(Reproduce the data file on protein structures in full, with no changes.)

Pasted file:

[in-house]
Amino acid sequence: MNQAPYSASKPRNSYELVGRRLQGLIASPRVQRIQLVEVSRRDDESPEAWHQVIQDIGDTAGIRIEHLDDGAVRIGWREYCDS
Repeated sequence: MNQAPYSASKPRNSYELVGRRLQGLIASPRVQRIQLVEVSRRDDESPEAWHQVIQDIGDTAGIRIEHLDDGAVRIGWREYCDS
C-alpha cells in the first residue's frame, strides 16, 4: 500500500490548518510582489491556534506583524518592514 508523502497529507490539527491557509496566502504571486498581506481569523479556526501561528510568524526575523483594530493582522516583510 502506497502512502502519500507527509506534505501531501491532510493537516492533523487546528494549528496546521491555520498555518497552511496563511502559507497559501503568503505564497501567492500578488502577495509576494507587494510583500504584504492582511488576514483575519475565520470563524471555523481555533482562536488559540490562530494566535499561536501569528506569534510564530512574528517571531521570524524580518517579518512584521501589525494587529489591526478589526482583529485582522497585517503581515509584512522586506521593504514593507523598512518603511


[in-house]
Amino acid sequence: MNQAPYSASKPRNSYELVGRRLQGLIASPRVQRIQLVEVSRRDDESPEAWHQVIQDIGDTAGIRIEHLDDGAVRIGWREYCDS
Repeated sequence: MNQAPYSASKPRNSYELVGRRLQGLIASPRVQRIQLVEVSRRDDESPEAWHQVIQDIGDTAGIRIEHLDDGAVRIGWREYCDS
C-alpha cells in the first residue's frame, strides 16, 4: 500500500490548518510582489491556534506583524518592514 508523502497529507490539527491557509496566502504571486498581506481569523479556526501561528510568524526575523483594530493582522516583510 502506497502512502502519500507527509506534505501531501491532510493537516492533523487546528494549528496546521491555520498555518497552511496563511502559507497559501503568503505564497501567492500578488502577495509576494507587494510583500504584504492582511488576514483575519475565520470563524471555523481555533482562536488559540490562530494566535499561536501569528506569534510564530512574528517571531521570524524580518517579518512584521501589525494587529489591526478589526482583529485582522497585517503581515509584512522586506521593504514593507523598512518603511